• http://www.lifeofanarchitect.com Bob Borson

      Are these wood or metal fence posts? If they’re wood, no need for the brackets as you can nail your horizontal boards directly to the post. If it’s metal, you could probably use a bent angle – I’ve never had to solve this problem so I don’t have a solution “in the can” for you.

      The job that the cap board is performing has more with protecting the end grain of a wood post or the interior of the metal pipe than anything else.

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  • Flock and Rally

    Thank you for this post! I will be showing it to my contractor, there’s not a lot of horizontal fences in Columbia, SC. Could you also do this with 2 x 2′s or 1 x 1′s? I’m looking at incorporating it into an arbor as well. Thanks!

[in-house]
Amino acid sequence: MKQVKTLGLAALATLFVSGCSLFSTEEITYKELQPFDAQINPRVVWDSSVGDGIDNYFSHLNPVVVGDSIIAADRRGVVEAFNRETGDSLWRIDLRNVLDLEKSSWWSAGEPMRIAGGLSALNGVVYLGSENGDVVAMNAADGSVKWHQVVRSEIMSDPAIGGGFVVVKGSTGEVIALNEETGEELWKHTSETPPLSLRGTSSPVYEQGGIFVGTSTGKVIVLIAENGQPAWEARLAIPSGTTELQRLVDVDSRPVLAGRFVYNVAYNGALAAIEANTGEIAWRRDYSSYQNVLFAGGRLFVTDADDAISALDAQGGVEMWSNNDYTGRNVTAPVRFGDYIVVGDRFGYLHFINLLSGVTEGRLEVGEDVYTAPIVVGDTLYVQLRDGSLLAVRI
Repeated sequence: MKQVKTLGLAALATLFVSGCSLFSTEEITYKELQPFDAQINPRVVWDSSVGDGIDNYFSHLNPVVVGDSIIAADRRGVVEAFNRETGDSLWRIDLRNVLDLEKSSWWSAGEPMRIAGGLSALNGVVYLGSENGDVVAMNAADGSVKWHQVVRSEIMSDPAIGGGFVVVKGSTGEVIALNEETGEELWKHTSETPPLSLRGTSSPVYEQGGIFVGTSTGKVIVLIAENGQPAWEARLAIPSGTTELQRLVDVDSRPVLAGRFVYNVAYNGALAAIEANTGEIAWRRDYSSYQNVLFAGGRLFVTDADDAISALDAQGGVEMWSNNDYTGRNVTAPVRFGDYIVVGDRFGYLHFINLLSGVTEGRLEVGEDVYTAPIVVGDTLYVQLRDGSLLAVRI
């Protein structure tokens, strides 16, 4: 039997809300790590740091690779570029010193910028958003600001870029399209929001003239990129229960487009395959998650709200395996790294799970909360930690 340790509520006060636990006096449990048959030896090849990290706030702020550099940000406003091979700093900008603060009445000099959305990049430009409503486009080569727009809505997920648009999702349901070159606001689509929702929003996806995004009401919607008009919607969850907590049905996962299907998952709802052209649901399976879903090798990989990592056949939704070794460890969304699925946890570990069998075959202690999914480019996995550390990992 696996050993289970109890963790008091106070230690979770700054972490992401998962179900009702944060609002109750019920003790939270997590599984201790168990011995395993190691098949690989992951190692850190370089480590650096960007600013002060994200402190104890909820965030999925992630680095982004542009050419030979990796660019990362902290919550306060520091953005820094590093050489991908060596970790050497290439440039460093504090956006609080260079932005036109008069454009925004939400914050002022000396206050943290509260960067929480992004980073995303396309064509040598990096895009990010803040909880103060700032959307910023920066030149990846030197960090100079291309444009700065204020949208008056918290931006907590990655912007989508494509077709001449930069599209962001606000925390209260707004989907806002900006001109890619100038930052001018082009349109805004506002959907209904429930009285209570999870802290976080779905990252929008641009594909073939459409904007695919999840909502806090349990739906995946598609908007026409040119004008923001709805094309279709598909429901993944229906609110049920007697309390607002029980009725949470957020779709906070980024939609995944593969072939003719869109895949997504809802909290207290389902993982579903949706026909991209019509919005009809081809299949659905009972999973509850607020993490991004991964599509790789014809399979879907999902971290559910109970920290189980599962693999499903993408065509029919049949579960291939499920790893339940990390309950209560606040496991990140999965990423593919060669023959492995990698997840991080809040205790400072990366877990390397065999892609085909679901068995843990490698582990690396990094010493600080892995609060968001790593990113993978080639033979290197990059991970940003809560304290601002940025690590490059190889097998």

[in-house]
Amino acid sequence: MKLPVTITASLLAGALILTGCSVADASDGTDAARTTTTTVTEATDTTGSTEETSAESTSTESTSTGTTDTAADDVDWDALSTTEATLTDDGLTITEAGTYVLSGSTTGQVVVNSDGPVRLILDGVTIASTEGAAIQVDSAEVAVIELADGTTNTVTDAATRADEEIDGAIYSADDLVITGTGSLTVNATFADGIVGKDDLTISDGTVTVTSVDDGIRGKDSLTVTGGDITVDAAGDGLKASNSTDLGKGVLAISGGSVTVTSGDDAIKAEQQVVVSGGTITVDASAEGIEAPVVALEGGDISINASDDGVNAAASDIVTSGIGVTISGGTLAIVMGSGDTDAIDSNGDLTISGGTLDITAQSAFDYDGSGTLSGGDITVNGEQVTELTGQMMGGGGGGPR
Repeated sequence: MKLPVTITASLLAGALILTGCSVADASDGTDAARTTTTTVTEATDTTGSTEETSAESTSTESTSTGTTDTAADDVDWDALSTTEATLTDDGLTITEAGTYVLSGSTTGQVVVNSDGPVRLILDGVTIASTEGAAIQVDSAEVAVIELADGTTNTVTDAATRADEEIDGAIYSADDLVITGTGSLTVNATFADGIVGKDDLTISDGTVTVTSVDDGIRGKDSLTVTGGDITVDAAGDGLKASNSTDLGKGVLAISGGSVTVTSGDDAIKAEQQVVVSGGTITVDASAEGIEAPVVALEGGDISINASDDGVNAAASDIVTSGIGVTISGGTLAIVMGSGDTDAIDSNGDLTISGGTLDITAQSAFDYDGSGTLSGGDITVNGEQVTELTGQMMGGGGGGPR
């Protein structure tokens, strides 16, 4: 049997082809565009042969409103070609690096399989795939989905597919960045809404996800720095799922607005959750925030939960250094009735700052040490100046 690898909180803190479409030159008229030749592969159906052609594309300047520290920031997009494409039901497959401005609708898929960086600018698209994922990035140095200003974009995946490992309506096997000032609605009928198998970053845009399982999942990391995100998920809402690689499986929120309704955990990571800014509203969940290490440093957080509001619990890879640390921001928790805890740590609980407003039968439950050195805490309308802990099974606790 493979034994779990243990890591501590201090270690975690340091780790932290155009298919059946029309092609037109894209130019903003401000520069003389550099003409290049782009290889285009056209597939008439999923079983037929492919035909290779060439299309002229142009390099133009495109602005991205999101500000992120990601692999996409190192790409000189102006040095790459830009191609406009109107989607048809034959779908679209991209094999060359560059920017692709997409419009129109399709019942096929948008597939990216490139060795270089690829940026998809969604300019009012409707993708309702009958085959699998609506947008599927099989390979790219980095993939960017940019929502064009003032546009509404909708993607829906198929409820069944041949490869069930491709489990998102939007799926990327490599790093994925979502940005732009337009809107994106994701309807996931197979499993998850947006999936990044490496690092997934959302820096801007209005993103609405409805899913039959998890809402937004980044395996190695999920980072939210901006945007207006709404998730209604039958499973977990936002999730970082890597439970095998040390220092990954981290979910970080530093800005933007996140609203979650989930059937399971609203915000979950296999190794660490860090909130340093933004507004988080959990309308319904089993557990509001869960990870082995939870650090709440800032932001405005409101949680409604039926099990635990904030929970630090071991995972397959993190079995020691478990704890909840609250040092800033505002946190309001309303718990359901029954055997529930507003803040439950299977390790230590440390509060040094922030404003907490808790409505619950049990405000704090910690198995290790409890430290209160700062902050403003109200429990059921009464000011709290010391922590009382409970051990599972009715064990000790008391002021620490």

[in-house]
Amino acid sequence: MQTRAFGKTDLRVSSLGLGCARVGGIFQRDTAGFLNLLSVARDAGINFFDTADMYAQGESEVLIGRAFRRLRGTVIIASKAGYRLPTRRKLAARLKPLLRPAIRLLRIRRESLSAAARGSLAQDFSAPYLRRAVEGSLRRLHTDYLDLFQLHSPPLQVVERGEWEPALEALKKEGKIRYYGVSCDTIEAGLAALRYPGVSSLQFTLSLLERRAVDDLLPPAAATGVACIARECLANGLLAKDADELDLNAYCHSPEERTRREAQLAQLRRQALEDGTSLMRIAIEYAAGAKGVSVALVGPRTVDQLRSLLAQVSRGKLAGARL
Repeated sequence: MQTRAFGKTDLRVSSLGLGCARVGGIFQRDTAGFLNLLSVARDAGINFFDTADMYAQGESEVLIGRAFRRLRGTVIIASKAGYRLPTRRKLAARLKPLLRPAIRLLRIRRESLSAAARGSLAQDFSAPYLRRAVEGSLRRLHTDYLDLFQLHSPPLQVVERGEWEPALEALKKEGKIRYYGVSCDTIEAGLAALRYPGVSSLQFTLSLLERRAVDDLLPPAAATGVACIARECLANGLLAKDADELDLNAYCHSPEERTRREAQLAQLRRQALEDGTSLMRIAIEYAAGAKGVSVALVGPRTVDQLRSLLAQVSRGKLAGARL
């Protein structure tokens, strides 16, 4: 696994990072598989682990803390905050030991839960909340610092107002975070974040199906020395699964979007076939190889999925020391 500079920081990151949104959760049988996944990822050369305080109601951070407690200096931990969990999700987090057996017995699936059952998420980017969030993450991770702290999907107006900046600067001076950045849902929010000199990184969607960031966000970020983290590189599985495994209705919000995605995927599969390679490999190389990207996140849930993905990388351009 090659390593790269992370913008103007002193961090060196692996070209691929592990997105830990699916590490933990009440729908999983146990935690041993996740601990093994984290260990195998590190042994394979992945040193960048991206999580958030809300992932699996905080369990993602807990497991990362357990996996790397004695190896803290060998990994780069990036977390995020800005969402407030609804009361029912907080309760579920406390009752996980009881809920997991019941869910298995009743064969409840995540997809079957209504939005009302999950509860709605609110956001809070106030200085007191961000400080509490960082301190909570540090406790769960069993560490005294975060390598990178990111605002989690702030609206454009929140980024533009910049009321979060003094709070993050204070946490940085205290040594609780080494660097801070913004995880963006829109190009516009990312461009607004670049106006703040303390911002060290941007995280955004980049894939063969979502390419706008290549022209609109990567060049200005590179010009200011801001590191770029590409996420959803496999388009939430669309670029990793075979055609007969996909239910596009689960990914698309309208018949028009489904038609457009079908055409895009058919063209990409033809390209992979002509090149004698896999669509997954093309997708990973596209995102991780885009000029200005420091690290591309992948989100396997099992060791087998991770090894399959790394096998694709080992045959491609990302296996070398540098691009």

• http://www.lifeofanarchitect.com Bob Borson

      of course! Some of the pictures in this post have 1″ and 2″ boards in them

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  • Traci

    I just came across this post in my search for ideas to “disguise” metal posts to be used to build a horizontal wood fence. (The posts are already anchored from the chain link fence the previous homeowners had up.) Any ideas on how to pretty up the metal posts if they are used?

    Thanks for the great article, it’s really helpful!

  • http://www.facebook.com/ToddAPrice Todd Price

    I know the is an old post, but I just ran across it.

    I’m interested in a horizontal fence, but I live in New Orleans. Are they more likely to get blown over in a hurricane than a vertical fence?

    • http://www.lifeofanarchitect.com Bob Borson

      Hi Todd,